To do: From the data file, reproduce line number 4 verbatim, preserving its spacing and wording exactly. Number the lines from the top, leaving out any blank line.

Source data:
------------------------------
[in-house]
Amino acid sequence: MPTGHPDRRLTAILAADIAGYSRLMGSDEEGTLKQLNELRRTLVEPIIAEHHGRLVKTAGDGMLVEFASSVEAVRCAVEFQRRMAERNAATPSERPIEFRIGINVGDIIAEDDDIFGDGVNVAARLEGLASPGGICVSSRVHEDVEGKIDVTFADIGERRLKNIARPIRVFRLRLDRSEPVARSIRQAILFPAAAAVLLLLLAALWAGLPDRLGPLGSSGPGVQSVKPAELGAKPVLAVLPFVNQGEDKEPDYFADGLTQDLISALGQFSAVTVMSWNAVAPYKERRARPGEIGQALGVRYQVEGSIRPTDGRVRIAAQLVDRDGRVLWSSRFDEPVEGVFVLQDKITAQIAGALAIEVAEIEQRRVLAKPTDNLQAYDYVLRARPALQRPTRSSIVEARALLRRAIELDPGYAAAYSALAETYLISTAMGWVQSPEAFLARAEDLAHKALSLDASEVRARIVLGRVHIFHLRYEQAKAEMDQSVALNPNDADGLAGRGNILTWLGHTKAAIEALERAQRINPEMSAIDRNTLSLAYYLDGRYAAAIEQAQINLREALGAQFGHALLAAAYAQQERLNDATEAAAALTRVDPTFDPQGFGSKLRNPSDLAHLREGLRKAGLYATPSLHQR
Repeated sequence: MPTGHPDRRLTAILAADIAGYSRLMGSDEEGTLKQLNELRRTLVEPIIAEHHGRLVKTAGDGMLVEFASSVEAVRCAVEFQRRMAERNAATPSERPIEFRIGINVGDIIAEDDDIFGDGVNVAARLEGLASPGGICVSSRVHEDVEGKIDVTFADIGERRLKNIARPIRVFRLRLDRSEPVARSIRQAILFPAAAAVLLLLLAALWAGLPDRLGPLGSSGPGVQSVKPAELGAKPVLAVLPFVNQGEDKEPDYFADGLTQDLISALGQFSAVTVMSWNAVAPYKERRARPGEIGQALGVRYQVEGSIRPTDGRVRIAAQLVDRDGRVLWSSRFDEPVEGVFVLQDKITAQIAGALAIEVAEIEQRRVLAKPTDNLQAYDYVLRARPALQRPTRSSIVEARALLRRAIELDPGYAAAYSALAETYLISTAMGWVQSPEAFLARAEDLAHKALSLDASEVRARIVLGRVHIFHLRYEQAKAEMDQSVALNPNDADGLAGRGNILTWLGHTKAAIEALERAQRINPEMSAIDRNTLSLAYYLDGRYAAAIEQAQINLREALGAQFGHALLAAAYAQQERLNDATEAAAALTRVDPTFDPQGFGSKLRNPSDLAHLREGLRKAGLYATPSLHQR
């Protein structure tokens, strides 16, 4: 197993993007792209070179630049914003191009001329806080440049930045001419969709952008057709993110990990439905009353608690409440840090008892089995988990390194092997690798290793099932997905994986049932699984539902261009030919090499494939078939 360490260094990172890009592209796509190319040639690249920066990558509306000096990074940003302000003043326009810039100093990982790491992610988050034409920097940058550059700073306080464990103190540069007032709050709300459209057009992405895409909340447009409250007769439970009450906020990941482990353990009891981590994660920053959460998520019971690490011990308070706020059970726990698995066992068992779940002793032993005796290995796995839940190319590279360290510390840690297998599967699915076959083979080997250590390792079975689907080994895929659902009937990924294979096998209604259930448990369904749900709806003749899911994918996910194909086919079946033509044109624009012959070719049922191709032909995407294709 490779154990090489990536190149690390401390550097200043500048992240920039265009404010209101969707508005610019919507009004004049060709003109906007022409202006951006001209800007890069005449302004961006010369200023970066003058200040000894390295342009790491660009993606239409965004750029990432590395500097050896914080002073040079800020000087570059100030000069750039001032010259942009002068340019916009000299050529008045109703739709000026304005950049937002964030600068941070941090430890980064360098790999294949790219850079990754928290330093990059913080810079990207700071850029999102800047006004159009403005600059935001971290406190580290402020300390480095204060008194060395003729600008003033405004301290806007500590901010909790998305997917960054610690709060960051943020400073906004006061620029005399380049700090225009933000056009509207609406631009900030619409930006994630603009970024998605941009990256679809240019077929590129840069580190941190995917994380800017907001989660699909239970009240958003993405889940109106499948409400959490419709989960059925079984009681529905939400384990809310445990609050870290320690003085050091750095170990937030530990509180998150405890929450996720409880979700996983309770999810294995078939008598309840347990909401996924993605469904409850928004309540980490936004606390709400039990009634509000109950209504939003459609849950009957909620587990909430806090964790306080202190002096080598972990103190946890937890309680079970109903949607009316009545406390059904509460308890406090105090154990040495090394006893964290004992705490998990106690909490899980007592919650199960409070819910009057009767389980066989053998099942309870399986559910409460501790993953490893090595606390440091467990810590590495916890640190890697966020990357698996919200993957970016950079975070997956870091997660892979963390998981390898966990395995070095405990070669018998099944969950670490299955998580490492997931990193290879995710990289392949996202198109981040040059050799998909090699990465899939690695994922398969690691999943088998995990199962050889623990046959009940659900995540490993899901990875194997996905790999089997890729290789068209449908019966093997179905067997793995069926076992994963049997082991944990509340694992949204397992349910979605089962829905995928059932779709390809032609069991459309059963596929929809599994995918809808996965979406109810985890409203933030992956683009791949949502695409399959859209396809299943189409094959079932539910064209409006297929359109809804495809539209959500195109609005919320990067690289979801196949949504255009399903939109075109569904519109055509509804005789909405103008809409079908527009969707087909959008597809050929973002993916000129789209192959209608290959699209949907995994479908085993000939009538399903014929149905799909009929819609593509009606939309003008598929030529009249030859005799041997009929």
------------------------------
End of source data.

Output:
């Protein structure tokens, strides 16, 4: 197993993007792209070179630049914003191009001329806080440049930045001419969709952008057709993110990990439905009353608690409440840090008892089995988990390194092997690798290793099932997905994986049932699984539902261009030919090499494939078939 360490260094990172890009592209796509190319040639690249920066990558509306000096990074940003302000003043326009810039100093990982790491992610988050034409920097940058550059700073306080464990103190540069007032709050709300459209057009992405895409909340447009409250007769439970009450906020990941482990353990009891981590994660920053959460998520019971690490011990308070706020059970726990698995066992068992779940002793032993005796290995796995839940190319590279360290510390840690297998599967699915076959083979080997250590390792079975689907080994895929659902009937990924294979096998209604259930448990369904749900709806003749899911994918996910194909086919079946033509044109624009012959070719049922191709032909995407294709 490779154990090489990536190149690390401390550097200043500048992240920039265009404010209101969707508005610019919507009004004049060709003109906007022409202006951006001209800007890069005449302004961006010369200023970066003058200040000894390295342009790491660009993606239409965004750029990432590395500097050896914080002073040079800020000087570059100030000069750039001032010259942009002068340019916009000299050529008045109703739709000026304005950049937002964030600068941070941090430890980064360098790999294949790219850079990754928290330093990059913080810079990207700071850029999102800047006004159009403005600059935001971290406190580290402020300390480095204060008194060395003729600008003033405004301290806007500590901010909790998305997917960054610690709060960051943020400073906004006061620029005399380049700090225009933000056009509207609406631009900030619409930006994630603009970024998605941009990256679809240019077929590129840069580190941190995917994380800017907001989660699909239970009240958003993405889940109106499948409400959490419709989960059925079984009681529905939400384990809310445990609050870290320690003085050091750095170990937030530990509180998150405890929450996720409880979700996983309770999810294995078939008598309840347990909401996924993605469904409850928004309540980490936004606390709400039990009634509000109950209504939003459609849950009957909620587990909430806090964790306080202190002096080598972990103190946890937890309680079970109903949607009316009545406390059904509460308890406090105090154990040495090394006893964290004992705490998990106690909490899980007592919650199960409070819910009057009767389980066989053998099942309870399986559910409460501790993953490893090595606390440091467990810590590495916890640190890697966020990357698996919200993957970016950079975070997956870091997660892979963390998981390898966990395995070095405990070669018998099944969950670490299955998580490492997931990193290879995710990289392949996202198109981040040059050799998909090699990465899939690695994922398969690691999943088998995990199962050889623990046959009940659900995540490993899901990875194997996905790999089997890729290789068209449908019966093997179905067997793995069926076992994963049997082991944990509340694992949204397992349910979605089962829905995928059932779709390809032609069991459309059963596929929809599994995918809808996965979406109810985890409203933030992956683009791949949502695409399959859209396809299943189409094959079932539910064209409006297929359109809804495809539209959500195109609005919320990067690289979801196949949504255009399903939109075109569904519109055509509804005789909405103008809409079908527009969707087909959008597809050929973002993916000129789209192959209608290959699209949907995994479908085993000939009538399903014929149905799909009929819609593509009606939309003008598929030529009249030859005799041997009929």